Patterns like these are too cool not to bring home to use and enjoy!
Four Glassware Patterns for Vintage Bohemian Decor
Madeira by Franciscan, this time in glass, vs china. Like the . . . → Read More: Vintage Glassware Bohemian Style
I have a trifle dish, but where? So I decided to make this fruity dessert in a vintage salad bowl.
I think the bowl shows off the cool dessert, and is something of a conversation piece for those like me who are interested in vintage glassware.
This bowl has a swirl edge and panels, and overall is square shaped. It’s not marked, and so far has eluded identification of a pattern and maker.
Based on the color, I’ll place it in the 1970s. The shape could put it into a later decade. In any case, old enough to be . . . → Read More: A Trifle Tweaked in a Vintage Glass Bowl
Time to wish my vintage china blog another happy birthday!
For year No. 7, I decided to go with some vintage clear glass, a theme that’s a little more Big Girl than some of the prior, younger years. Just like you might have something new when your daughter reaches the seventh birthday milestone.
I’ve got a soft spot for glassware, especially the beautiful vintage pieces you can find in any thrift store or estate sale.
Glass is tough, because so much of it is not marked. I cannot tell you (yet) the names of the patterns for the pieces . . . → Read More: Happy 7th Birthday – Diary of a Dishie
Time to bring out the Thanksgiving dishes, like vintage amber glassware.
This Tiara amber honey box is from the 1970s, when Harvest Gold was a popular fashion color, in glassware, cookware and even appliances.
In a modern table setting, the warm color complements more contemporary dinnerware patterns.
And we love the bee motif, too.
One or a few pieces can add to your centerpiece or buffet decoration, for Thanksgiving or other winter holidays.
These Tiara glass serving pieces are not terribly common, but if you shop year round for your vintage dinnerware and glassware, they are available in . . . → Read More: Thanksgiving is Coming – Tiara Honey Box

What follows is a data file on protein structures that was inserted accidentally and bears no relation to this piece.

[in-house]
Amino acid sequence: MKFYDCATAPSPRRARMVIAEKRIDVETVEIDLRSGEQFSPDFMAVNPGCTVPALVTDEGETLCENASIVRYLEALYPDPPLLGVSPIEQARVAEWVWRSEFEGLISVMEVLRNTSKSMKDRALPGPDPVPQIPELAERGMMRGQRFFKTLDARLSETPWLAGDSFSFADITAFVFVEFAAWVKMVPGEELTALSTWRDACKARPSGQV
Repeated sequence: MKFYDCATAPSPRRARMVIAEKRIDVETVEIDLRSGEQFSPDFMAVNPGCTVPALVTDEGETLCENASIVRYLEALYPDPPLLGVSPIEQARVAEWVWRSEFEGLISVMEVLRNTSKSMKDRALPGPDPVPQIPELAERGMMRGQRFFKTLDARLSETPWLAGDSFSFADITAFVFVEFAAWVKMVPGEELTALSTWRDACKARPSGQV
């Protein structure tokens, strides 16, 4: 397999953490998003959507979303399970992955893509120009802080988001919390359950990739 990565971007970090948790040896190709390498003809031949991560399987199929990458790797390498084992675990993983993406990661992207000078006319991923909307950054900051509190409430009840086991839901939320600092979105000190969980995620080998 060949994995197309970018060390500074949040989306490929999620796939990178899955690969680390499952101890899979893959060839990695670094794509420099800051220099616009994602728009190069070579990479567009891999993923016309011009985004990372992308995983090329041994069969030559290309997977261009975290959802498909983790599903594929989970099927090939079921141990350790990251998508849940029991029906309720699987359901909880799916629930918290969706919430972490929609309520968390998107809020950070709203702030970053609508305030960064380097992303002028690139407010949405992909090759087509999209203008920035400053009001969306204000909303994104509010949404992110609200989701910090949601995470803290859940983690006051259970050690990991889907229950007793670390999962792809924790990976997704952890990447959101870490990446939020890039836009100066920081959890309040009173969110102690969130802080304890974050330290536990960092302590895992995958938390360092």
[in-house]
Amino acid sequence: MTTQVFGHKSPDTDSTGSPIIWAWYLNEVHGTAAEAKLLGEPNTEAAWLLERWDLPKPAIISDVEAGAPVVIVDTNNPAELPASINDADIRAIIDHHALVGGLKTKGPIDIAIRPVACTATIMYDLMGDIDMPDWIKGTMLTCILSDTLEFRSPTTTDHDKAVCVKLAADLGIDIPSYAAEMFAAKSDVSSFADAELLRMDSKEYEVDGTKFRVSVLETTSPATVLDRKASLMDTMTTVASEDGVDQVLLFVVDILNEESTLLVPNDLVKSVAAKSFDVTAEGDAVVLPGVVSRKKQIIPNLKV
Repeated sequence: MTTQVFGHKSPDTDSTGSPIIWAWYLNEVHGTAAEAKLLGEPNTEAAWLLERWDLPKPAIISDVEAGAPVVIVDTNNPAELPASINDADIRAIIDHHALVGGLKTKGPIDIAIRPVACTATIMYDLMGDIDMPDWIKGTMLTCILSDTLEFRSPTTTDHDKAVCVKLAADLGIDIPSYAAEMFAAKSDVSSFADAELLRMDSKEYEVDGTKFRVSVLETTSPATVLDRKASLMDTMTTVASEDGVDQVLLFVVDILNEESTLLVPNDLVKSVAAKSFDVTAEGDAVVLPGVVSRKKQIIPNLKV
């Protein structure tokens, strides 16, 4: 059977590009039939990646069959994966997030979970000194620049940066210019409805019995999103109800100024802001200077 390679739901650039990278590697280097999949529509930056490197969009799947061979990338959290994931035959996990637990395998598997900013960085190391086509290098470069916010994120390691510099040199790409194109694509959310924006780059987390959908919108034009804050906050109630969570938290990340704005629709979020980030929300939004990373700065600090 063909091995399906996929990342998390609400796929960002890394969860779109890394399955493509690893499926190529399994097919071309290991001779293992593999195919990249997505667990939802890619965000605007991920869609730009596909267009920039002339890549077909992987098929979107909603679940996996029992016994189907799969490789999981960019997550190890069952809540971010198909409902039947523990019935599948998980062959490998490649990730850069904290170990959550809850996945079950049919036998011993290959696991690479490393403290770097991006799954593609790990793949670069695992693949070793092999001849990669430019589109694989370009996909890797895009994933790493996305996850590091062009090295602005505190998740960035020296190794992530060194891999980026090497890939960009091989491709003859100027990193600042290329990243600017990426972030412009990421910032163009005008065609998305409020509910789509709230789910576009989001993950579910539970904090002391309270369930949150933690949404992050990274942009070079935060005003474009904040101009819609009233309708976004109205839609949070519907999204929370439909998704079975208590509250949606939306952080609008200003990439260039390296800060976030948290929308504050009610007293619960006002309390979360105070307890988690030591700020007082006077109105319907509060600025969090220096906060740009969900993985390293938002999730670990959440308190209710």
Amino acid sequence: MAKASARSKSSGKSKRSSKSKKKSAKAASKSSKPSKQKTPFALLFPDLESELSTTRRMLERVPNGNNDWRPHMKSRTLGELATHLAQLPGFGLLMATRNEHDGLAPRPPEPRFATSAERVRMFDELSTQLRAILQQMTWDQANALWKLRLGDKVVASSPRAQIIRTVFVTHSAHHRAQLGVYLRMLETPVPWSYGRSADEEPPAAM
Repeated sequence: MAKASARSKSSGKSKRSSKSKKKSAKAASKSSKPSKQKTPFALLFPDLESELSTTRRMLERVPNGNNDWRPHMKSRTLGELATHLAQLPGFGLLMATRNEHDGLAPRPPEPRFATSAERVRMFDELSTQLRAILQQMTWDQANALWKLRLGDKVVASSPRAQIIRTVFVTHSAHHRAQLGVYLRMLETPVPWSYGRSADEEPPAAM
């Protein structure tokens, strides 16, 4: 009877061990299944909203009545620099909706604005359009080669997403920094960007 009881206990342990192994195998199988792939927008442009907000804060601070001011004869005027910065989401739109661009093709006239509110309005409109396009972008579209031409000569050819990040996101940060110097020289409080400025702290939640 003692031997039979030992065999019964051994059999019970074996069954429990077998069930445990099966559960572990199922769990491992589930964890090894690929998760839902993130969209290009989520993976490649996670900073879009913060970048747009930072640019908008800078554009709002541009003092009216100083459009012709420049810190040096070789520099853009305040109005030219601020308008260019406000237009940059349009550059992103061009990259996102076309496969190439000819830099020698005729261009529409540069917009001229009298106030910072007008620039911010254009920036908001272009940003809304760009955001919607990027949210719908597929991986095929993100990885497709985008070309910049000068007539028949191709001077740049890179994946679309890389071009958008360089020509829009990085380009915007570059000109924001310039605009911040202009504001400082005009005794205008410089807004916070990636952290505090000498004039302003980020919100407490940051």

Federal Glass was the maker of eye-catching, now vintage glassware, still fairly easy to find in secondary marketplaces.
I especially notice the drinking glasses, tumblers and coffee mugs that I see in my travels. Thrift stores often have long rows of glass items, displayed on open shelves.
Look for colorful clear tumblers or vibrant glass coffee mugs, and just check the bottom for the mark.
Most of the glassware you will see is not marked. But Federal often is. The mark is a capital F inside a shield. It can be large or small, in the bottom center, or . . . → Read More: Federal Glass Vintage Mugs and Tumblers
There are always new ways to celebrate, and mix the best of vintage dishes with current holidays. When I saw this pairing of two Swedish Modern vintage glass pieces, an idea dawned. Let me serve chips and salsa for Cinco de Mayo in this vintage glassware, design inspired by a colder part of the world.
Swedish Modern is a style that’s sleek and clean. It was very popular during the 1950s and 1960s, when this glassware was made. Like all things “modern” in style, this pattern has a classic appeal. It’s timeless and relaxed. It will hold its own in . . . → Read More: Cinco de Mayo Meets Swedish Modern